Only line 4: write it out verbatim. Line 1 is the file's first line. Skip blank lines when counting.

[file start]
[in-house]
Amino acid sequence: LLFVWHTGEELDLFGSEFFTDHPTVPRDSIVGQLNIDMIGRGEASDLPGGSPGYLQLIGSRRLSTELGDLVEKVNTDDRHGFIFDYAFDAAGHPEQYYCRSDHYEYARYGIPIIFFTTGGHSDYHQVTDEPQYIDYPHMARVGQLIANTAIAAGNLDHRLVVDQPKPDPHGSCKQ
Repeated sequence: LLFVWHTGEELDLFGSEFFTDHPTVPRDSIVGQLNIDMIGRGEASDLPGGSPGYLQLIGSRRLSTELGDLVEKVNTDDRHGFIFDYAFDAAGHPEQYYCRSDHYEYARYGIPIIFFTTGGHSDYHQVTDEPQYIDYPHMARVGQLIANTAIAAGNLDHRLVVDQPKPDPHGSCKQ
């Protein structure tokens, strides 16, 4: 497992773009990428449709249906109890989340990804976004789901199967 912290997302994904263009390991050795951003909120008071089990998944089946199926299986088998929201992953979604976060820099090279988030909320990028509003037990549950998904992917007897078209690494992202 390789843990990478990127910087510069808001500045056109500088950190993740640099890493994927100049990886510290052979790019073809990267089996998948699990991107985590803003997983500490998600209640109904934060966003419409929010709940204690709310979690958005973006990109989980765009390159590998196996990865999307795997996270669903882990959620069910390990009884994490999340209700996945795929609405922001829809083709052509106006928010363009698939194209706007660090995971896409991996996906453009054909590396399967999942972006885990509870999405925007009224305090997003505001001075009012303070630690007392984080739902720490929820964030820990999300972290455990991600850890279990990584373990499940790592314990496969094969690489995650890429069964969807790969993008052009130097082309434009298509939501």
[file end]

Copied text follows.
């Protein structure tokens, strides 16, 4: 497992773009990428449709249906109890989340990804976004789901199967 912290997302994904263009390991050795951003909120008071089990998944089946199926299986088998929201992953979604976060820099090279988030909320990028509003037990549950998904992917007897078209690494992202 390789843990990478990127910087510069808001500045056109500088950190993740640099890493994927100049990886510290052979790019073809990267089996998948699990991107985590803003997983500490998600209640109904934060966003419409929010709940204690709310979690958005973006990109989980765009390159590998196996990865999307795997996270669903882990959620069910390990009884994490999340209700996945795929609405922001829809083709052509106006928010363009698939194209706007660090995971896409991996996906453009054909590396399967999942972006885990509870999405925007009224305090997003505001001075009012303070630690007392984080739902720490929820964030820990999300972290455990991600850890279990990584373990499940790592314990496969094969690489995650890429069964969807790969993008052009130097082309434009298509939501």